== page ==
New materials to fix airbag issues

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One of the biggest auto-scandals in recent years took place last year, when millions of cars were recalled due to problems with Takata airbags, where it was discovered that in humid environments the casing had warped, meaning that when the bags were deployed during an accident they could send shrapnel into the driver and passengers instead of cushioning them. It was linked with at least six deaths and has caused millions in losses for many car makers and a killing of Takata’s reputation. To try and fix that problem, the company and many car makers are turning to new materials that will help prevent such an issue from happening again.

Using new composite materials for the construction of the airbags is the first step, according to The Hill. It would mean they wouldn’t be affected by humidity and other environmental factors and could even potentially let them cushion any shrapnel that is sent flying during an accident, by making them pierce proof. This would not only go a long way to help fix the problem of existing Takata airbags it suggests, but could also improve the public and regulators’ opinions of how safe airbags really are.

However it will take some time for this to go ahead, even if it is given the thumbs up by manufacturers. As it stands, some 16 million cars need to have their airbags replaced as part of the recall and it is expected that just the manufacturing of the replacements could take as long as two years and that’s not to mention the fact that companies need to make new airbags for all of the new cars being produced today.

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But if may be new materials that really bring safety into the 21st century with new vehicles. As manufacturing techniques improve, newer, stronger and more versatile materials like carbon fibre are allowing for much safer cars than ever before. Single part carbon fibre bodies are offering much stronger protection from harm than traditional multi-part steel panelling and due to it being produced synthetically from recycled plastic and other materials, it can be produced to an exact strength and weight, thereby allowing for more informed construction that should yield safety benefits in the event of a crash.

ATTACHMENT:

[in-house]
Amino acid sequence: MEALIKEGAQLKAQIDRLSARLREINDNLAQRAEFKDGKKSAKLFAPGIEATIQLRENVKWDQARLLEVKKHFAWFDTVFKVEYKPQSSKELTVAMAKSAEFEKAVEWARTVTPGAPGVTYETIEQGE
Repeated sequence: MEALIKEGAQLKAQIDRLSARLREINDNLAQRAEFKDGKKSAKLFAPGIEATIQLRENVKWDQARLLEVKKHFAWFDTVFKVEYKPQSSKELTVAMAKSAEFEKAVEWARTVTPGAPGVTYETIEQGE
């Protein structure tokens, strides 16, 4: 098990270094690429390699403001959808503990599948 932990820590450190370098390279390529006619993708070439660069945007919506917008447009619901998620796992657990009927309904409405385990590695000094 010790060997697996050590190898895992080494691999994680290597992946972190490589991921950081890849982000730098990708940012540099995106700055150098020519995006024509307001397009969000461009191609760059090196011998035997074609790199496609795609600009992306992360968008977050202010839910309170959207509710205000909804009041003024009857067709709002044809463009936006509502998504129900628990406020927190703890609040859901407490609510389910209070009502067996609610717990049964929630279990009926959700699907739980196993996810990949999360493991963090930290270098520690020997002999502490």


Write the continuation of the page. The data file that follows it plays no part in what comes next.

That said though, perhaps industry regulations will be the greatest help to consumers in improving our safety. Honda was found guilty during investigations of not keeping proper safety records for its vehicles and thereby allowing the problems to go undiscovered for almost a decade. It was ultimately fined some $70 million for failing to keep an eye on the numbers of people being injured in its vehicles throughout much of the ’00s and senators are now pushing to have Takata brought up on criminal charges for its negligence too.

All in all, it sounds like cars are going to become safer in a number of interesting ways over the next few years, though which will have the most effect remains to be seen.

Image source: Circula Seguro

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Jon Martindale is an English author and journalist, who's written for a number of high-profile technology news outlets, covering everything from the latest hardware and software releases, to hacking scandals and online activism.